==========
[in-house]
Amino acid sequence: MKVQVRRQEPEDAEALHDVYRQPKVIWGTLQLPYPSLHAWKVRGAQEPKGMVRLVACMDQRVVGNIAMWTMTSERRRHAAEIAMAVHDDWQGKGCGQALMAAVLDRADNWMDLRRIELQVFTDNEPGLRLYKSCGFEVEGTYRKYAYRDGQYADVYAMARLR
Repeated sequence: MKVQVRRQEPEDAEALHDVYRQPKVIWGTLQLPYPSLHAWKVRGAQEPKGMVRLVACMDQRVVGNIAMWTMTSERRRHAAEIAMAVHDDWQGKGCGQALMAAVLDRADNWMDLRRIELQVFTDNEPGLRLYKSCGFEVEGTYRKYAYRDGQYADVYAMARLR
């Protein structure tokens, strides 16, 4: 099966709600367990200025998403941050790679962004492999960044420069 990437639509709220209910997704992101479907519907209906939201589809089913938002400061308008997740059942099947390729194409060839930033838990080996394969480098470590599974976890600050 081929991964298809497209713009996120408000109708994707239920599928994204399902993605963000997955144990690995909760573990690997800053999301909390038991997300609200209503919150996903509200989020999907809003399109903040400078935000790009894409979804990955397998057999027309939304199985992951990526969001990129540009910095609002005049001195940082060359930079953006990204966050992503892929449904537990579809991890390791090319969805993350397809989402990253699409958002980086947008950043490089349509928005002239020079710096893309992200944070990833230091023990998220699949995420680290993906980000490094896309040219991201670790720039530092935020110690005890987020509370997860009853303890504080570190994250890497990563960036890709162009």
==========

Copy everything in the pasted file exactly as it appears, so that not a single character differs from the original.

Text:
[in-house]
Amino acid sequence: MKVQVRRQEPEDAEALHDVYRQPKVIWGTLQLPYPSLHAWKVRGAQEPKGMVRLVACMDQRVVGNIAMWTMTSERRRHAAEIAMAVHDDWQGKGCGQALMAAVLDRADNWMDLRRIELQVFTDNEPGLRLYKSCGFEVEGTYRKYAYRDGQYADVYAMARLR
Repeated sequence: MKVQVRRQEPEDAEALHDVYRQPKVIWGTLQLPYPSLHAWKVRGAQEPKGMVRLVACMDQRVVGNIAMWTMTSERRRHAAEIAMAVHDDWQGKGCGQALMAAVLDRADNWMDLRRIELQVFTDNEPGLRLYKSCGFEVEGTYRKYAYRDGQYADVYAMARLR
């Protein structure tokens, strides 16, 4: 099966709600367990200025998403941050790679962004492999960044420069 990437639509709220209910997704992101479907519907209906939201589809089913938002400061308008997740059942099947390729194409060839930033838990080996394969480098470590599974976890600050 081929991964298809497209713009996120408000109708994707239920599928994204399902993605963000997955144990690995909760573990690997800053999301909390038991997300609200209503919150996903509200989020999907809003399109903040400078935000790009894409979804990955397998057999027309939304199985992951990526969001990129540009910095609002005049001195940082060359930079953006990204966050992503892929449904537990579809991890390791090319969805993350397809989402990253699409958002980086947008950043490089349509928005002239020079710096893309992200944070990833230091023990998220699949995420680290993906980000490094896309040219991201670790720039530092935020110690005890987020509370997860009853303890504080570190994250890497990563960036890709162009």